Japan - Culture

Facts & Stats | History | Culture | Geography | Religion | Current Events | Links & Resources


Antiquity (to 794)
Middle Antiquity (794-1180)
Middle Ages (1180-1600)
Recent Past (1600-1867)
Modern Day (1868-Present)

Literature

The material on this page is a brief overview of Japanese literature. The current page contains a very basic Japanese literature from its beginnings to the present. It doesn't cover indepth discourse of literature so that we necessarily provide relevant links for references

Antiquity (to 794)

The oldest literary works are Kojiki (Record of Ancient Matters, c.712) and Nihon Shoki (History Book of Ancient Japan, c.720). These works are the origins of the Japanese people and the formation of the state. While Nihon Shoki is written almost in Chinese, Kojiki is written in Japanese using Chinese characters. The great anthology known as Man'yoshu (Collection of Ten Thousand Leaves, c.770) contains around 4,500 poems written by people from emperors to peasants. There are two main forms of poem in the anthology, long and short, of which the short form, or tanka, survives to this day. Tanka consist of five lines with 5-7-5-7-7 syllables.

[Kojiki, B.H. Chamberlain, translator 1882Opens in new window]

return to top

Middle Antiquity (794-1180)

The fairy tale Taketori monogatari (The Tale of the Bamboo Cutter), written in the 9th century, is thought to be Japan's first novel. It is widely known today as Kaguya-hime (The Moon Princess) and is popular in children's picture books. It tells the tale of an old bamboo cutter who one day discovers a tiny child in a bamboo stem. He and his wife adopt her and the child grows into a beautiful woman in just a few months. She attracts many suitors, including the emperor but sets impossible tasks for them to win her hand. Finally Kaguya-hime declares that she will return to her home - the moon. The emperor sends thousands of troops to stop her but she eludes them and leaves only a letter behind. The emperor orders the letter burned on the highest mountain in the land. Miraculously, the the letter continues producing smoke and as a result the mountain became known as Fuji, "the immortal one".

Undoubtedly the earliest great work of fiction was Genji Monogatari (The Tale of Genji) written in 1010 by Murasaki Shikibu (left), a lady of the Heian court (modern day Kyoto). It is a massive 54-volume tome that tells of the romantic adventures of noblemen, centering around the prince Genji, who has gone down in Japanese folklore as their version of Casanova or Don Juan. It also provides a glimpse into the daily life of 10th and 11th-century courtiers, as does Makura-no-soshi (The Pillow Book) by Sei Shonagon, another woman of the court. The literature of the Heian Period (794-1185) is characterized by mono-no-aware, or a feeling of being connected to nature and all things. This concept is still considered central to the Japanese psyche though it's not so easy to see in the Japanese of today.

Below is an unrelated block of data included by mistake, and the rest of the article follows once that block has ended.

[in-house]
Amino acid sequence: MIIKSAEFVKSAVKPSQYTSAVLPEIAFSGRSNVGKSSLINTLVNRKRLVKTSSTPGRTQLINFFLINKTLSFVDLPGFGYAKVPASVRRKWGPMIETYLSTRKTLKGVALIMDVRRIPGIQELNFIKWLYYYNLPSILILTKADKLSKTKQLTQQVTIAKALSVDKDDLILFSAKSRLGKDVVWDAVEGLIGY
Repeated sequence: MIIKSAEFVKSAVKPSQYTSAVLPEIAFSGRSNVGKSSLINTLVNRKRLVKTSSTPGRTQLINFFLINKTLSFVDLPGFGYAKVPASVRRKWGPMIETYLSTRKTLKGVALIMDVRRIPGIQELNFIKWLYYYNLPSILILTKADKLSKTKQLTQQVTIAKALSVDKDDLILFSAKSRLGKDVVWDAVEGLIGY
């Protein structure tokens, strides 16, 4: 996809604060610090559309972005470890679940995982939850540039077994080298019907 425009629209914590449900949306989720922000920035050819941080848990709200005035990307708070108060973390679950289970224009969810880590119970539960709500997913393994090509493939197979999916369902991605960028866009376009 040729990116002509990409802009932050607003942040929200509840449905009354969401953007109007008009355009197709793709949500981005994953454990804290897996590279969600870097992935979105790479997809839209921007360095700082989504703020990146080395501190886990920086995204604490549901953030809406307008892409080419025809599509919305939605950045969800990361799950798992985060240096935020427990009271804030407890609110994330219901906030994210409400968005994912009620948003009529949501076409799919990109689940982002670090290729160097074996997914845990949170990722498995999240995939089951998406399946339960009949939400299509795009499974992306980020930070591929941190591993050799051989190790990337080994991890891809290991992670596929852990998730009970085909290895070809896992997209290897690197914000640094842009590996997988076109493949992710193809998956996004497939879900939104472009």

[Story of Genji Monogoatari, by Eiichi ShibuyaOpens in new window]
[Makura-no-shoshiOpens in new window]

The Tale of Heike

The Tale of Heike is one of the war chronicles about Taira-Minamoto War between 1156 and 1185. The story is about a rise and fall of Taira family. Taira-Minamoto War is the most famous incident in Japan. A lot of stories were written about it, and they all were based to gThe Tale of Heikeh.It was recited by blind persons accompanying of the biwa that was one of the string instruments. They were called biwa minstrels. The story recounts in the context of the Buddhism philosophy of impermanence.

Taira-Minamoto War was an incident to build feudalism in Japan. Minamoto-no Yoritomo started Kamakura Shogunate Government in 1192. The government had been progressing of feudalism.
This is the chronicle that begins with the famous paragraph:

"The sound of the Gion Shôja bells echoes the impermanence of all things; the color of the sla flowers reveals the truth that the prosperous must decline. The proud do not endure, they are like a dream on a spring night; the mighty fall at last, they are as dust before the wind."


[The Tale of HeikeOpens in new window]

return to top

Middle Ages (1180-1600)

The political turbulence associated with the Gempei Wars of 1180 to 1185 and Yoritomo Minamoto established the Kamakura bakufu in 1192. The tale of Heike is a history of Taira family, the rise and the fall. It was recited by blind persons accompanying of the biwa( string instruments). The story recounts in the context of the Buddhism philosophy of impermanence.

[http://homepage1.nifty.com/aby/2002/heike.htmOpens in new window]

return to top

Recent Past (1600-1867)